It took 10 years and an investment of €850m to complete the two Hallandsås railway tunnels in southwestern Sweden, which were officially opened yesterday.
The project was initiated in 1970 but did not really get under way until 2004, following two failed attempts by other companies to build them. Vinci Construction Grands Projets and Skanska were the first to succeed in boring through a complex geological formation to construct two parallel tunnels, which have a length of nearly 5.5km and an internal diameter of about 9m.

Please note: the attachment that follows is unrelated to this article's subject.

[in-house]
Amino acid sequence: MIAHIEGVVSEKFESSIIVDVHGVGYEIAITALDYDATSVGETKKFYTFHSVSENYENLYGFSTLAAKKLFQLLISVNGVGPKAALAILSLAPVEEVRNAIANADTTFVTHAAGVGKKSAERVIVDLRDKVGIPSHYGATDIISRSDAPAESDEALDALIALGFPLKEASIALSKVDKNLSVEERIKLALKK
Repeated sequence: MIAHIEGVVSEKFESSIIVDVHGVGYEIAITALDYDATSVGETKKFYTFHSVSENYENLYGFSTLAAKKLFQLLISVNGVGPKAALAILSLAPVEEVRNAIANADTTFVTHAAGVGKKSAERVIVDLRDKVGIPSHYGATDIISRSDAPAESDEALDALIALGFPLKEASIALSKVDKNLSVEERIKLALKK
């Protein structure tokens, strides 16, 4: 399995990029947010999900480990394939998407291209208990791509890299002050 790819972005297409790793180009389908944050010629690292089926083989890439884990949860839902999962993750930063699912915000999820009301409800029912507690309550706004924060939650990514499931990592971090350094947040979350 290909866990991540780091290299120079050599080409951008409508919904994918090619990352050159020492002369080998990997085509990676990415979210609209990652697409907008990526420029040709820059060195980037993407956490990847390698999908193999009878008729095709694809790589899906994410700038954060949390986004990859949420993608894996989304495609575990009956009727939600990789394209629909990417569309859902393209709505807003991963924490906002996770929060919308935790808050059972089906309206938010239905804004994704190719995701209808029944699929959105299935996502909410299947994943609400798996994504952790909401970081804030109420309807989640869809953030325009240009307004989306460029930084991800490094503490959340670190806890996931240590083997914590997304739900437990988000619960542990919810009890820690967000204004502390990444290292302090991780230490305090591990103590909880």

The Hallandsås tunnels are part of the national refurbishment programme for the Malmö-Gothenburg railway line. Opening of the new line to traffic on 15 December will capacity from increase from four to 24 trains per day, reducing travel time for passengers as well as doubling the amount of freight that can be carried.
The project introduced one-of-a-kind environmental management measures. A broad-based ecological management programme was applied to protect water and the local ecology as a whole. The County Administrative Board, the environmental assessment group and the neighbouring Båstad and Ängelholm municipalities also continuously monitored construction.